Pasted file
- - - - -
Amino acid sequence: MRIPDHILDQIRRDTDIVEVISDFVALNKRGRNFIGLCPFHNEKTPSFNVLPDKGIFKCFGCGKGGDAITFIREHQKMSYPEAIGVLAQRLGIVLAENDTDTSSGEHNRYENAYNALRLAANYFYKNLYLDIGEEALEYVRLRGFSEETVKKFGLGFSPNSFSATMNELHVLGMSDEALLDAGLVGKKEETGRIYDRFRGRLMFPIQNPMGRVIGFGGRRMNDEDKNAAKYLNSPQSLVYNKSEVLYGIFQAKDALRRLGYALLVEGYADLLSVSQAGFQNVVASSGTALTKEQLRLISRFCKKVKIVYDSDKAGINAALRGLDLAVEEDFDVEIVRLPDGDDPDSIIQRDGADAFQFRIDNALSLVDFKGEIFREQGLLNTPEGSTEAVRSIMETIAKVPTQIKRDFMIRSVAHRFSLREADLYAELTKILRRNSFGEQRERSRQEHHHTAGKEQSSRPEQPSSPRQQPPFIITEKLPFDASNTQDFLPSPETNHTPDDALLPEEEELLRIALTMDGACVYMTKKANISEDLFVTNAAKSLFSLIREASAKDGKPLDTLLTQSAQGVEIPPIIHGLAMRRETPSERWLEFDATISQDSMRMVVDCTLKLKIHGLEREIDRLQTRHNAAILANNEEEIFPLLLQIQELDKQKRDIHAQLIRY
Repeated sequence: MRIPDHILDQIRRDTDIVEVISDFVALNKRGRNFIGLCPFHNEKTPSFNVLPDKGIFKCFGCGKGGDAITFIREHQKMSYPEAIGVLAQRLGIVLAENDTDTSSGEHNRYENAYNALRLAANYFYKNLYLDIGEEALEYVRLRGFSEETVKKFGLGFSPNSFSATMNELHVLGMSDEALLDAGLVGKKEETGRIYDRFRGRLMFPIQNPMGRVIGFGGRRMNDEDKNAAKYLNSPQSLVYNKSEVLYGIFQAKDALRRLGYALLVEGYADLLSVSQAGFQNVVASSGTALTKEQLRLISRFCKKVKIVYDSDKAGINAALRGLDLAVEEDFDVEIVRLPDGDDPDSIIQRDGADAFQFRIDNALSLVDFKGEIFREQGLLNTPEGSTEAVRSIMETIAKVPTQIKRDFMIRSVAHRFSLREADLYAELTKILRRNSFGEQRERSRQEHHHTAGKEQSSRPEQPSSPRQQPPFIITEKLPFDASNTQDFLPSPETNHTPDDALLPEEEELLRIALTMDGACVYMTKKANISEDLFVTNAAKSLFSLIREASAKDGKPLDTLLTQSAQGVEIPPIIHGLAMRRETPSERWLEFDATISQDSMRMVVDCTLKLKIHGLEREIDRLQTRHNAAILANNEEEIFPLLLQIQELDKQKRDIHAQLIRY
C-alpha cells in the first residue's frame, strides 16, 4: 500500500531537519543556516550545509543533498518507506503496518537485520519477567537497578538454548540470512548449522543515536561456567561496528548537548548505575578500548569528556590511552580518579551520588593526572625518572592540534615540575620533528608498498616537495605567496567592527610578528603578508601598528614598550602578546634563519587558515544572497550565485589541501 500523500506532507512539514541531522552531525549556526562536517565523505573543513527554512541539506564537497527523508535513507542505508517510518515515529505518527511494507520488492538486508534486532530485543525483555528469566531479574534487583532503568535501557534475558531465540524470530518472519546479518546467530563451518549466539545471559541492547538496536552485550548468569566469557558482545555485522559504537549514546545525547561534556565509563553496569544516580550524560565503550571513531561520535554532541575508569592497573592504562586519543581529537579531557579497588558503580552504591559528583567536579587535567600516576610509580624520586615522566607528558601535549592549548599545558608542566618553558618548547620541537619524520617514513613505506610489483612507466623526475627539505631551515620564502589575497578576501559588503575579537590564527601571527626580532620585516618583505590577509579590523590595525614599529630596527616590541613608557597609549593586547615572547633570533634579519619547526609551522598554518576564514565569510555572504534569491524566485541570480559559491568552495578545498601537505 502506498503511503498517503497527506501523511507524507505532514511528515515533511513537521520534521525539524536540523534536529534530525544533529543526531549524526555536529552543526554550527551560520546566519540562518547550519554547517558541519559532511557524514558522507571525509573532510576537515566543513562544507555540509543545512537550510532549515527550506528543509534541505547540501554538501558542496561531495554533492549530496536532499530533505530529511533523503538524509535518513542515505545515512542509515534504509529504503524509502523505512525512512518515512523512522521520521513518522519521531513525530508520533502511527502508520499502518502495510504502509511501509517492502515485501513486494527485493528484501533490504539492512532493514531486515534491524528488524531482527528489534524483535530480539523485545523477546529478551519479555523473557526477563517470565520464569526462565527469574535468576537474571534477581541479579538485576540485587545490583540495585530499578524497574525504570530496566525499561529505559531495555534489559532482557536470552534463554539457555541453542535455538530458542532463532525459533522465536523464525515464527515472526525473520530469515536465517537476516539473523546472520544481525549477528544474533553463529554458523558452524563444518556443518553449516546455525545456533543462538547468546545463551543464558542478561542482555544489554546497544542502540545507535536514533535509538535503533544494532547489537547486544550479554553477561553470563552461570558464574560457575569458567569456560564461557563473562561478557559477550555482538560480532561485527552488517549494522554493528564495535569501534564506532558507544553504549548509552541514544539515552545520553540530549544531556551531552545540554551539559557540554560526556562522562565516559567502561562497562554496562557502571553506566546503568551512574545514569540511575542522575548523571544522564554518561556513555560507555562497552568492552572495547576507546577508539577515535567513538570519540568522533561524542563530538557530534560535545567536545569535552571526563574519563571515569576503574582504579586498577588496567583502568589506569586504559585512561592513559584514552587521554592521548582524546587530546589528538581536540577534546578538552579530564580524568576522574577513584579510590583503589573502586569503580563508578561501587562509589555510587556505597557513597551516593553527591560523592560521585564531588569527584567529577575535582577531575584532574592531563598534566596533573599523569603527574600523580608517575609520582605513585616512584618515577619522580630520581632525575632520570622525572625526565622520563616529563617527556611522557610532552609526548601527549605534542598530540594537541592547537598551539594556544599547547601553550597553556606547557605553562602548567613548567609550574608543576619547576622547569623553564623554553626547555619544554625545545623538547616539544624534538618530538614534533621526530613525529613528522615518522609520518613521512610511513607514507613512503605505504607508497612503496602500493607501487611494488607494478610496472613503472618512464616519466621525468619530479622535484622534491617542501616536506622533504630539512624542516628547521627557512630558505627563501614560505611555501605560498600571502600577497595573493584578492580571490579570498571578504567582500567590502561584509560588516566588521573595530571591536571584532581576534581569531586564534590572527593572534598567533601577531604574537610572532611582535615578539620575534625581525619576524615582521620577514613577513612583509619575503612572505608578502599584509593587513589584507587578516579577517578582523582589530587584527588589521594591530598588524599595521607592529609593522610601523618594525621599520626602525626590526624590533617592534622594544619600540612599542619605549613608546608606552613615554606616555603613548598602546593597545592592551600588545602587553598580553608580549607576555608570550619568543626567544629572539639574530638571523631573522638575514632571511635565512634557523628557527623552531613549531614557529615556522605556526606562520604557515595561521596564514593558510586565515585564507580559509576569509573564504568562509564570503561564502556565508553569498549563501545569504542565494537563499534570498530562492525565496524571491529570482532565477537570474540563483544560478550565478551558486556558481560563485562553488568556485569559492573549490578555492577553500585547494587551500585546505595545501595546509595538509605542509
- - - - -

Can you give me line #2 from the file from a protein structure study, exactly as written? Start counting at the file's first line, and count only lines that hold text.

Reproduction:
Repeated sequence: MRIPDHILDQIRRDTDIVEVISDFVALNKRGRNFIGLCPFHNEKTPSFNVLPDKGIFKCFGCGKGGDAITFIREHQKMSYPEAIGVLAQRLGIVLAENDTDTSSGEHNRYENAYNALRLAANYFYKNLYLDIGEEALEYVRLRGFSEETVKKFGLGFSPNSFSATMNELHVLGMSDEALLDAGLVGKKEETGRIYDRFRGRLMFPIQNPMGRVIGFGGRRMNDEDKNAAKYLNSPQSLVYNKSEVLYGIFQAKDALRRLGYALLVEGYADLLSVSQAGFQNVVASSGTALTKEQLRLISRFCKKVKIVYDSDKAGINAALRGLDLAVEEDFDVEIVRLPDGDDPDSIIQRDGADAFQFRIDNALSLVDFKGEIFREQGLLNTPEGSTEAVRSIMETIAKVPTQIKRDFMIRSVAHRFSLREADLYAELTKILRRNSFGEQRERSRQEHHHTAGKEQSSRPEQPSSPRQQPPFIITEKLPFDASNTQDFLPSPETNHTPDDALLPEEEELLRIALTMDGACVYMTKKANISEDLFVTNAAKSLFSLIREASAKDGKPLDTLLTQSAQGVEIPPIIHGLAMRRETPSERWLEFDATISQDSMRMVVDCTLKLKIHGLEREIDRLQTRHNAAILANNEEEIFPLLLQIQELDKQKRDIHAQLIRY